May 22 2013
In the humble opinion of this New Yorker, the U.S. spirit market is reminiscent of a subway during rush hour – crowded like a cattle car. At least, this is what I’ve observed unscientifically in my neighborhood liquor stores, as well as booze industry magazines. This past weekend, I was proved correct at the Manhattan Cocktail Classic, where over 100 brands came together for an industry sneak peek.
The event played host to all of the heavy hitters (brands like Bacardi), but also smaller companies making strides in the market (such as Jack from Brooklyn). And as I looked around at the sea of brands, I noticed something: some of them have been around for centuries. This got me thinking. How do classic spirit brands remain relevant with such a crowded liquor market? Good news for spirits lovers - here are three brands featured at the Classic with a rich history and quality in the bottle!
Molinari Sambuca, the first family of Sambuca, had partnered with LavAzza to offer the thankful Classic audience a fantastic espresso bar. A staple in many Italian homes, Sambuca is an anise and spice-flavored Italian liqueur traditionally served neat with three floating coffee beans. There was no disputing it: the quality was top notch, with a smooth and rich flavor that made it very easy to drink, even at 11:00 am. The sometimes overwhelming anise notes were not overpowering at all, but rather subtle. The Molinari lightly sweetened the espresso and gave it a hint of liquorice perfection. And at $26.99, it’s not a bad addition to my liquor cabinet.
Fourth-generation Giorgio Cristiani Molinari, currently the U.S. brand manager, was there to talk about his family’s history. Molinari Sambuca was created in 1945 by his great grandfather, Angelo. While Molinari is the number one-selling Sambuca in the world, they have some stiff competition. I asked Giorgio what he and his family are doing to stay relevant in the U.S. market, especially as Sambuca isn’t every bartender’s go-to spirit. “We have the quality in our product that stands the test of time,” said Giorgio. “We are working with bartenders and have great cocktails available.”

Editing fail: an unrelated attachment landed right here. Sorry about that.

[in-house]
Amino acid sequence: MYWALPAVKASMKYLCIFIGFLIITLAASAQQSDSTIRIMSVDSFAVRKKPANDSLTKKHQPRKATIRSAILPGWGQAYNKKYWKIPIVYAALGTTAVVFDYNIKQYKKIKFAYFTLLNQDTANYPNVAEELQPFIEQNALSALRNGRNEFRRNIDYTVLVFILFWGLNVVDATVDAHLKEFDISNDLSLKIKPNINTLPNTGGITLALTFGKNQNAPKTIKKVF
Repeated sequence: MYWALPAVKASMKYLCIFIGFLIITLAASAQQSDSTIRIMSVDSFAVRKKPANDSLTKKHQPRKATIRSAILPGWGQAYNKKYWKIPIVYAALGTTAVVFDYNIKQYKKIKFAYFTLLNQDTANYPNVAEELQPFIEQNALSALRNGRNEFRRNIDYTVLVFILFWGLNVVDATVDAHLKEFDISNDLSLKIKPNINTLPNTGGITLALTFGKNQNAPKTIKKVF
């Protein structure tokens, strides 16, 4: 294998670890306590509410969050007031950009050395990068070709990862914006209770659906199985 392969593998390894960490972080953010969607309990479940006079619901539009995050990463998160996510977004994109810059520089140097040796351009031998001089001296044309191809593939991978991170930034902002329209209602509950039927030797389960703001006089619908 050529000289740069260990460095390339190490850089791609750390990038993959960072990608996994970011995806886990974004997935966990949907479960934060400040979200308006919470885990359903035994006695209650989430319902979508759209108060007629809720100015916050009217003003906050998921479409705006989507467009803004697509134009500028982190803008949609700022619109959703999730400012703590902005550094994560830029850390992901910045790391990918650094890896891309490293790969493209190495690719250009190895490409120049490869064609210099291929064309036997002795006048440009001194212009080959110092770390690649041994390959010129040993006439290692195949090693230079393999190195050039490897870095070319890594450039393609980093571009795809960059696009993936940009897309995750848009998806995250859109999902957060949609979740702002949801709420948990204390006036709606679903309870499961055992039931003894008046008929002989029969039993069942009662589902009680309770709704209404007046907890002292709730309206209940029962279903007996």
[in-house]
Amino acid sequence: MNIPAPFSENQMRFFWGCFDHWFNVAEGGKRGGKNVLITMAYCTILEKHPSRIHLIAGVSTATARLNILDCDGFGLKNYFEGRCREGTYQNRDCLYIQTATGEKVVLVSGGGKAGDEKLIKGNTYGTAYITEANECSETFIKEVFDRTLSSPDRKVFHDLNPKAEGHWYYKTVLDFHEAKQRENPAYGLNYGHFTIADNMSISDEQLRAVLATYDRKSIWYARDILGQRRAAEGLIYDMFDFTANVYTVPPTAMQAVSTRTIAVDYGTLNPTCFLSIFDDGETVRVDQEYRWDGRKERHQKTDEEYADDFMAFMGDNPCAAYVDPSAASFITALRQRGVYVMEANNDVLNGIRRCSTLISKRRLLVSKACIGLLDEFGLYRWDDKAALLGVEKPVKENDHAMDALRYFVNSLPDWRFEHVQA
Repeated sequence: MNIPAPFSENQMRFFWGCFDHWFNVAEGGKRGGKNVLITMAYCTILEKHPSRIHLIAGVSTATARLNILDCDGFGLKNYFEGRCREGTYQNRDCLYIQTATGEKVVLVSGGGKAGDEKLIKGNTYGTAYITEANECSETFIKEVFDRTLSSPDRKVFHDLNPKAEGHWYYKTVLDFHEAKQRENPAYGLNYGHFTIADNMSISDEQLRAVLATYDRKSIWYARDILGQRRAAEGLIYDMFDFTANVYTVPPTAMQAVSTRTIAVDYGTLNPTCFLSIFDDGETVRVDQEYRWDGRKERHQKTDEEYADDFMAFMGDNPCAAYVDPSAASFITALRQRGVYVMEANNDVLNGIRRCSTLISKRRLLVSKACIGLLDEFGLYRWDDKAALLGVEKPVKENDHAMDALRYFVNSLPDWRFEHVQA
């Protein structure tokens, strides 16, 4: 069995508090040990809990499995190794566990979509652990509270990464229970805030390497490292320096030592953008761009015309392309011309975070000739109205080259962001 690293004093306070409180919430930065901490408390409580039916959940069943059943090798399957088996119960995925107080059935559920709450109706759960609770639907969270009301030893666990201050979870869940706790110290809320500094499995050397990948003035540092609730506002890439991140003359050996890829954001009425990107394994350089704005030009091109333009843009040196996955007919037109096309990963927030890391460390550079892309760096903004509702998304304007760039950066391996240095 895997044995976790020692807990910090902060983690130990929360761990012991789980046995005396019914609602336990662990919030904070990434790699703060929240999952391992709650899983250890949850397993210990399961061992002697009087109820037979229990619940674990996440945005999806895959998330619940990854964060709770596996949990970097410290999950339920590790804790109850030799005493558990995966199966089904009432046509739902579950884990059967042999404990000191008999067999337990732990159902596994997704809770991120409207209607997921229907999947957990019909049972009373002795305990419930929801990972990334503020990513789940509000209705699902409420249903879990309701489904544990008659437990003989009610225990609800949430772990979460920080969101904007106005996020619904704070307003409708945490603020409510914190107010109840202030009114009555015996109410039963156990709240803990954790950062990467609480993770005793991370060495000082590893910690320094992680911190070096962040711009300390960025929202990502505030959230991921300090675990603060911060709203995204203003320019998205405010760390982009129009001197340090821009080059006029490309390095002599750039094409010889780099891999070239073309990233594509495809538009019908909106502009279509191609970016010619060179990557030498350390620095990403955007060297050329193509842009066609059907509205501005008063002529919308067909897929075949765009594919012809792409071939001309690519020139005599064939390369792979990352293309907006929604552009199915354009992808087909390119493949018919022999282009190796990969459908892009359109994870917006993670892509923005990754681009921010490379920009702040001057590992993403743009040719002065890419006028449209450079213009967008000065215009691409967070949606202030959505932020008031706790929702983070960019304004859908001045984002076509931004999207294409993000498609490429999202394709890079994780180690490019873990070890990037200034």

In addition to those great cocktails, Molinari is creating partnerships with brands like LavAzza to show the U.S. market that Sambuca is a necessity for the American bar. While the brand has created a large list of cocktails that are easy to make on- and off-premise, the Molinari Sambuca is still made from the highest quality ingredients, and that pretty much speaks for itself. Plus, it’s a delicious way to enjoy your meal.
I made the rounds with other spirits and came across Drambuie. A honey, herb and spice-infused whiskey from Scotland, Drambuie story began when Prince Charles fled England to Scotland in 1746. As the story goes, the prince gifted the family who sheltered him the recipe for his prized drink. And that’s how Drambuie came to be.
In 2011, the company released Drambuie 15, which takes a selection of 15 Year Old Speyside Malts blended with honey, herbs and spicy aromas to create Drambuie’s famous secret recipe. The whiskey was perfectly neat, with citrus on the nose and a velvety flavor with a touch of butterscotch. Their brand ambassador told me Drambuie is focusing on on-premise accounts and making great cocktails, including margaritas (substitute the orange liqueur for Drambuie). But, at a price point of $59, Drambuie is more of an introduction to scotch to be sipped by the American consumer.
I came across the Sandeman Founders Reserve Porto from Portugal, a brand that was founded over 200 years ago. While port is often used in classic cocktails, from mulled wine to sangria, the market has become increasingly competitive over the last few years. So, I asked the representative at the table, what is Sandeman doing to stand out?
Turns out, they’re having fun! Working with mixologists like Jonathan Pogash and Jason Littrell from Death & Co., Sandeman has developed fun and interesting cocktails to keep the brand relevant for on- and off-premise accounts. At $19, the Founders Reserve is a fun way to mix. Jonathan Pogash was behind the bar and showed off a new carbonated creation, the Sandeman Porto’s Founders Fizz, headlining the brand’s carbonated beverage program, with a recipe contest running through June.
It is clear these three brands lean on mixology as a way to stay in the spotlight, yet they also continue to use the best ingredients with legacy to back it up. Poor quality won’t last the test of time. As long as these products, and others like them, can maintain their quality ingredients, and stay current with the mixology du jour, they’ll stay on top of the market and, we hope, in our bars.